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Noah’s Cog Life Eerily Similar

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When Noah published this post titled “Life as a Cog, 14 months in a corporate cubicle,” it resonated with me as I also work(ed) at a 100,000 person company. I said so at the time (check out the comment I left) though I wasn’t going to go further with it until now… after I’d tendered my resignation eight months later. Before you read further, check out his post and let me know how that compares to the job you’re holding now (and whether your company has 100 or 100,000 employees).

First off, I enjoyed my time at my former company. The people I actually worked with were top notch and were far better performers than I was. That being said, there was a lot of dead weight (one guy spent an entire day talking to his real estate agent about buying his fifth house with an adjustable rate mortgage and quibbling over points, I should have told him that the first four houses on ARMs were going to screw him in about a year or two) that the company is just suffocating under but appears powerless to remove. If I was married and had kids then it would’ve been the ideal situation for me. My managers were great, the projects I worked on were challenging and interesting, but ultimately I think it was time for me to move on.

That being said… the five points Noah makes about Intel are the same at my former 100,000 person company. Exactly, to a T. A lot of groups still use Excel (but this is true everywhere), in my area they turned up the AC a few degrees to save some money (oh wait, it’s “broken,” like the escalators that have been broken for the last month), and yes our CEO also reported incredible profits and was given an enormous double digit raise (over 20% on several million, amazing) while our managers told us raises weren’t going to be good this year.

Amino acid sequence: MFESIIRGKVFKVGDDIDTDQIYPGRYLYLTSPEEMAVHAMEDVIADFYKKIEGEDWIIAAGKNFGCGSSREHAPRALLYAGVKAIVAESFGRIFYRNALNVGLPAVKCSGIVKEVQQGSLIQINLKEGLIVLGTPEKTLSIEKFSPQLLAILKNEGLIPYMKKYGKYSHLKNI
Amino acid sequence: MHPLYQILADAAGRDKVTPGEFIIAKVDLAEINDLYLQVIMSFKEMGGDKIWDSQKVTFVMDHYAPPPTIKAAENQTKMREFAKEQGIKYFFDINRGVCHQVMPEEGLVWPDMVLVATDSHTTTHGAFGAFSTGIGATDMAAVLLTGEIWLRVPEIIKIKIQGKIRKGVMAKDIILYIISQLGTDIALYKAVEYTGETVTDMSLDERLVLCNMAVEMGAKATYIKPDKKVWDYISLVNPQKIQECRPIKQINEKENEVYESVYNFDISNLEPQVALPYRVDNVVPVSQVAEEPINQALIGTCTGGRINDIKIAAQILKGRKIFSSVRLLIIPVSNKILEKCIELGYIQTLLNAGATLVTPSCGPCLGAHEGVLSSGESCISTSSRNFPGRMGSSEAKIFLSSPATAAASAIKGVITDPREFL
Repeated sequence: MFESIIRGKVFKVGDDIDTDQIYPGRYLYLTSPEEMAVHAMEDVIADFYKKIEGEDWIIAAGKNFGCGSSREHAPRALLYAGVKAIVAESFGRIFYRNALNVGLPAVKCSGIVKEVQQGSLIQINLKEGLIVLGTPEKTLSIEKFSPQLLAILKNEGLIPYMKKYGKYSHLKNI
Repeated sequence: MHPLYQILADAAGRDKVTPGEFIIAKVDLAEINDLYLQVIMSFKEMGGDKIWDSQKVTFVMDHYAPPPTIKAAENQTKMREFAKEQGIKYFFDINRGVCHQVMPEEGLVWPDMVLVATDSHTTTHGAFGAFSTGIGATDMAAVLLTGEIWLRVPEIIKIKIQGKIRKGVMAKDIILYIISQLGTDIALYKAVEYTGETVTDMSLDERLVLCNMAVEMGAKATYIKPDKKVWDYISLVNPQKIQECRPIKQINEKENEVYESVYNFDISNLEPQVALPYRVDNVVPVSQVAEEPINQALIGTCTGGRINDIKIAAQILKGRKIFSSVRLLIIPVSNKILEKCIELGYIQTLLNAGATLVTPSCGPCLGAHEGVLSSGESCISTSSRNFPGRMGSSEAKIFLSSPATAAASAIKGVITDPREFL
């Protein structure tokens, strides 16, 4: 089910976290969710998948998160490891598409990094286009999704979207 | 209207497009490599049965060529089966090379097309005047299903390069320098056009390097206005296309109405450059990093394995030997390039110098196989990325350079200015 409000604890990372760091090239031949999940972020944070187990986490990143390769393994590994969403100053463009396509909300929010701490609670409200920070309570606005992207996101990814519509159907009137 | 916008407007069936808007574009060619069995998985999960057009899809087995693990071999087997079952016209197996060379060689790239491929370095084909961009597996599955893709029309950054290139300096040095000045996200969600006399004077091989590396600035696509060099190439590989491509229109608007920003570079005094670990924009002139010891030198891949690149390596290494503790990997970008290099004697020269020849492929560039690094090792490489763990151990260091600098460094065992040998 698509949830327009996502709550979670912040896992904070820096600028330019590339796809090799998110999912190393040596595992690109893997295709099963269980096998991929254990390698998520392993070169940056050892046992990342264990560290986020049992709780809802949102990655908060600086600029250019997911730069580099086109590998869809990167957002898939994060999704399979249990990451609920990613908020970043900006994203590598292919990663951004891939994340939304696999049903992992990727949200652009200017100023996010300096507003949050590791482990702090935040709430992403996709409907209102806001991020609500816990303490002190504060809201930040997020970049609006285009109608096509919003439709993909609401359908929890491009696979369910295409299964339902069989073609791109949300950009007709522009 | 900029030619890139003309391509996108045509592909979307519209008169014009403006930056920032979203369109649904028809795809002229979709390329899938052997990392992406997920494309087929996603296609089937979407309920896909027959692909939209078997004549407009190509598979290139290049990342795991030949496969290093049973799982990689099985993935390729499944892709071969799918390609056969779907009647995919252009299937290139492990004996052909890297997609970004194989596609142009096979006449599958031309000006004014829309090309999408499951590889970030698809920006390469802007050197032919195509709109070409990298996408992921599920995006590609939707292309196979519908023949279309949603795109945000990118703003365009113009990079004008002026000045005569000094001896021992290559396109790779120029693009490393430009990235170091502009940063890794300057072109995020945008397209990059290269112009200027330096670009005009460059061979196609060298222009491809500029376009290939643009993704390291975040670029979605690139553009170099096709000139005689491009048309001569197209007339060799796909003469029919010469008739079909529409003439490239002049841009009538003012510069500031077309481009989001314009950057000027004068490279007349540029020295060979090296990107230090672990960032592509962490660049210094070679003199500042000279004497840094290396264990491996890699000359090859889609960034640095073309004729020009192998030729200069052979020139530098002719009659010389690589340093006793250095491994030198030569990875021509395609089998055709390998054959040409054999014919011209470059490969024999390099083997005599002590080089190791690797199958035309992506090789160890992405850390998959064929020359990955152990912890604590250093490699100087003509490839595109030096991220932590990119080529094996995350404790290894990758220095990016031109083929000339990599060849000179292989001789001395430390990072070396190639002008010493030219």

Maybe it’s just a size problem, just as mutual funds perform worse after incredible years because they just can’t invest the new influx of money the way they used to (they lose agility because of size).

Maybe they just needs the Bobs.

Bobs from Office Space

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2 Responses to “Noah’s Cog Life Eerily Similar”

  1. It seems like even small organizations have one person who is not pulling his or her weight–for-profit of non-profit.

    At least in a small place, I don’t usually have to go through three meetings to accomplish something, though many of my best ideas don’t happen because the leadership is . . . a little slow to innovate, to put it kindly.

  2. Matt says:

    I have a very firm rule in life. Never work full-time for any company large enough to require “middle management”. That is, if team leaders don’t report directly to corporate officers (or “if my boss’s boss’s title doesn’t start with ‘chief’ and end with ‘officer’”, or “if there are more than three layers on the unabridged org chart”), it’s time to quit.

    Two reasons:

    1. Managers make more massively multiplied meetings mandatory. The more layers of management you have, the more meetings you’ll need to have in order to keep everyone more or less rowing the the same direction. It doesn’t take much management before the meetings start to overwhelm the work.

    2. Agency cost. Team leaders tend to care about the work, and in cases where they don’t, it’s usually obvious enough that they can be easily fired. Corporate officers tend to care about the health of the business, and likewise, if they don’t, it shows and they can be sacked forthwith. Middle managers, on the other hand, can all too easily become distracted by empire-building and other such activities that benefit the manager at the expense of the work and the business. And while it’s generally obvious that a company has begun to suffer from an excess of bureaucracy, it’s much harder to locate the perpetrators and get rid of them.


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